While it is legitimate to argue that there is a difference between cartoons and the murder of millions of people, it is hard to argue for laws against Holocaust denial but demand that the Danish cartoonists’ freedom of speech be protected. It suggests a double standard.
There is a far better way to fight Holocaust denial than to rely on the transitory force of law. When David Irving forced me to go to court to defend my freedom of expression, my most important weapon was the historical truth. We have truth and history on our side. From both an ideological and strategic perspective, those are far more powerful weapons than laws, especially laws that seem to counter the ideal of freedom of expression.
The best way to counter Holocaust deniers is to teach as many people as possible this history. That is why courses on history of the Holocaust have proven so popular and important. Students who take those courses will never fall prey to David Irving-like distortions.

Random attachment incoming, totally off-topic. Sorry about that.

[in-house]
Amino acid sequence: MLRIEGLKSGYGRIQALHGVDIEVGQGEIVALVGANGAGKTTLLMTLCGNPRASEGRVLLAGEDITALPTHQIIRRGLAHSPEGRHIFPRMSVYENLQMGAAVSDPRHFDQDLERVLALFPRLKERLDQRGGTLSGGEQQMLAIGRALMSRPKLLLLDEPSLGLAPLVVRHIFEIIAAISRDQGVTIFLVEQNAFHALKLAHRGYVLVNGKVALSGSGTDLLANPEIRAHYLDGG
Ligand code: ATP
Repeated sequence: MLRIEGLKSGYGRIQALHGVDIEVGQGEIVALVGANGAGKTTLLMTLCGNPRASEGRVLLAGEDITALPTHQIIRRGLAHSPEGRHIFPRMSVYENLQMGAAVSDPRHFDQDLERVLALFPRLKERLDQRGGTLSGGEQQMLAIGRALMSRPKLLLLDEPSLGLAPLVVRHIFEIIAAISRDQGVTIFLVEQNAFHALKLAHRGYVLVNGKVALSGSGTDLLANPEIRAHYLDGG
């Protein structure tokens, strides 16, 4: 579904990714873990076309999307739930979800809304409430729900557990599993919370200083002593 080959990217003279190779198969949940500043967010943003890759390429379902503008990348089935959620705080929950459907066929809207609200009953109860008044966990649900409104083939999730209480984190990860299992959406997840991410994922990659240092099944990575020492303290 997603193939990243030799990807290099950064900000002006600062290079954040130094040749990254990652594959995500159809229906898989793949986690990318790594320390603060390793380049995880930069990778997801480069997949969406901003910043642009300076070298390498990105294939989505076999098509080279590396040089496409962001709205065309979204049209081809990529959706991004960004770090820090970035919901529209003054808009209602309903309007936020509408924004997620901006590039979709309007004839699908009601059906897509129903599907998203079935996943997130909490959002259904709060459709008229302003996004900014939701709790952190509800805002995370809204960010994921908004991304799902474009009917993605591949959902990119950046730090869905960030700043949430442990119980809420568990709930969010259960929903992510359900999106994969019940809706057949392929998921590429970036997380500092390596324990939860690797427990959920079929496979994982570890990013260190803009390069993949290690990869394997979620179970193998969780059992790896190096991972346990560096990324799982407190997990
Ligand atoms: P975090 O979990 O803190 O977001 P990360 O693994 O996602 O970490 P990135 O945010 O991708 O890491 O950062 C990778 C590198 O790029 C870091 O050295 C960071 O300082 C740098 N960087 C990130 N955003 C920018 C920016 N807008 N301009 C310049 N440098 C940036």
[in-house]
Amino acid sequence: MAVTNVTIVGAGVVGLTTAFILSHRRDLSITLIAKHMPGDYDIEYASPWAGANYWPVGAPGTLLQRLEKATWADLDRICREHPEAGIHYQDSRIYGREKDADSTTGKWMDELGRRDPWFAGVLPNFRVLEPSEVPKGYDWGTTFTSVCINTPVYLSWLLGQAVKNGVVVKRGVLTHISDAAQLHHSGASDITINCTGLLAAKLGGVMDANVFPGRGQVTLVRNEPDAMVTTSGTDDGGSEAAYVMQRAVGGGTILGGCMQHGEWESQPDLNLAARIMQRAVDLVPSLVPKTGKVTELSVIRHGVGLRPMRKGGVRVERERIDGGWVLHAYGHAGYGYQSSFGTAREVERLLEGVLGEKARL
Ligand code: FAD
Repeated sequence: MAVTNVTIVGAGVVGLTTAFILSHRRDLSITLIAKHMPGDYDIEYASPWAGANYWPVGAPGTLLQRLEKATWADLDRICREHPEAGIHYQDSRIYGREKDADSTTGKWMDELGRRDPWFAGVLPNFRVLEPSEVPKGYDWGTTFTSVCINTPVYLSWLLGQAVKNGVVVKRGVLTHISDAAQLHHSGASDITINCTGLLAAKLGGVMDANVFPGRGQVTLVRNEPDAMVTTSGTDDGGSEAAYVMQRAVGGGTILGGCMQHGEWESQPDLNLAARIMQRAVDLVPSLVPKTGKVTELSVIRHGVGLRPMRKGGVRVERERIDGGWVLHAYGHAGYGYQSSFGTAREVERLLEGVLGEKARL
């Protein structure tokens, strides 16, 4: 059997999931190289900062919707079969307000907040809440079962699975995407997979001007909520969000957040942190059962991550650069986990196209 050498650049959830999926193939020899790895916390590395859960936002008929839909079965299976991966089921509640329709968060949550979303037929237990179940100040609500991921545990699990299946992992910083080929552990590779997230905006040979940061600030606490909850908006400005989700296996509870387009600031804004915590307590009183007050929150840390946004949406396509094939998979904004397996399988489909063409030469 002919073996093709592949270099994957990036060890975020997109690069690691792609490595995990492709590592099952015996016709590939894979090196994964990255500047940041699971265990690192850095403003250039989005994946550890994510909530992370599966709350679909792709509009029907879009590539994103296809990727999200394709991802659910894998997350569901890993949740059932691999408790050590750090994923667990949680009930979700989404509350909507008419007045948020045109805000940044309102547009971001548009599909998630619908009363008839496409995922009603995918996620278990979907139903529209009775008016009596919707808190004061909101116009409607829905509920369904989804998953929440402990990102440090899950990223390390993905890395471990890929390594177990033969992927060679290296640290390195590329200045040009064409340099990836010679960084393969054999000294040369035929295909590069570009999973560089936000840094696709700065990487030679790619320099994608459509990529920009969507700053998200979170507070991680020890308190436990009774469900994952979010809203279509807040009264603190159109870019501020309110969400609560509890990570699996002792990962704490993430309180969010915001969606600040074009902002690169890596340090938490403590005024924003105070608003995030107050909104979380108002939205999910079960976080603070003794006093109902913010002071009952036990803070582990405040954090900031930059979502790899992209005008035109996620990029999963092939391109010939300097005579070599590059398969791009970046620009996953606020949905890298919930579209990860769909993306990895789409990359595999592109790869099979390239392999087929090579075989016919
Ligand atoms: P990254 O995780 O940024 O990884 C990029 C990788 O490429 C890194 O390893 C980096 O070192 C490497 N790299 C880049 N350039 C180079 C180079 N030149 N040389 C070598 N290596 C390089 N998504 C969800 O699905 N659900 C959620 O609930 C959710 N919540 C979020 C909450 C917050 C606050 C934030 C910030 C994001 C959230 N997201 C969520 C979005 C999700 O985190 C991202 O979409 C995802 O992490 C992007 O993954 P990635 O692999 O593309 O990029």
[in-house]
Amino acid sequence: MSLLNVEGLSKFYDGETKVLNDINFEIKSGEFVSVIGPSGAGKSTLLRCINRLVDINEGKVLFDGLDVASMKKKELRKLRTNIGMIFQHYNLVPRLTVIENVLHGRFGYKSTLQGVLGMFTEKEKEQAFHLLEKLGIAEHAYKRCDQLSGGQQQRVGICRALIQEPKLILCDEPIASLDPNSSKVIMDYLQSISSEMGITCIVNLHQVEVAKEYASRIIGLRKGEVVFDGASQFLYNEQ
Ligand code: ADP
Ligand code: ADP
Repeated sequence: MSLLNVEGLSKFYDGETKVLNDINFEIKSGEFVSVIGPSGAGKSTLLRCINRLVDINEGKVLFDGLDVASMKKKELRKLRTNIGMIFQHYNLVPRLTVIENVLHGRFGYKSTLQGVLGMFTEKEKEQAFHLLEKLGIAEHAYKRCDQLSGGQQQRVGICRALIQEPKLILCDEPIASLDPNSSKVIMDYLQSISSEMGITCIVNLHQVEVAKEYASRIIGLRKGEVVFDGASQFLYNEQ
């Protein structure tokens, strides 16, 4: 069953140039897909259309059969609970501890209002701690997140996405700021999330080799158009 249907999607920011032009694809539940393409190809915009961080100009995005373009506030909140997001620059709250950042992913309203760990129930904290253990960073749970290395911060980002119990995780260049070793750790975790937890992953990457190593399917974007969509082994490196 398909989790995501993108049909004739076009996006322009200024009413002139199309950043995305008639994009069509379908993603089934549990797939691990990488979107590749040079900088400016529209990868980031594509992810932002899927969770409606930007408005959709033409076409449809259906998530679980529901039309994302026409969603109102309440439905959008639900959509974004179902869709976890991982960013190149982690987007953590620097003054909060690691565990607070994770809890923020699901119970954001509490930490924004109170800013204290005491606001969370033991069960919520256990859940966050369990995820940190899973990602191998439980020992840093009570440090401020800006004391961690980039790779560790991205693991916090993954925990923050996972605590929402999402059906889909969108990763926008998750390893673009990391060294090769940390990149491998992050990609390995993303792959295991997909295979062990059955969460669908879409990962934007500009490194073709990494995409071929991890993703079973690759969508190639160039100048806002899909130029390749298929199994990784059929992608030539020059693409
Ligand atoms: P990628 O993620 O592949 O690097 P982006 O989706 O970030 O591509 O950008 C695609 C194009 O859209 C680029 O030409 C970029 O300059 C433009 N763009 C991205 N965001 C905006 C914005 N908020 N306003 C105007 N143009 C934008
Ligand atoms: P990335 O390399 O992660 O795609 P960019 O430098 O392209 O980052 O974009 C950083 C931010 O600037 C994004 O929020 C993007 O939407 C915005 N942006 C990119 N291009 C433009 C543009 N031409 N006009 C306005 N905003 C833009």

Jewish tradition teaches that the Hebrew word emet, truth, composed as it is from the first, middle and last letters of the Hebrew alphabet, encompasses everything. The truth of the Holocaust is terrible and painful, but it is the truth and that is the most potent weapon anyone could want.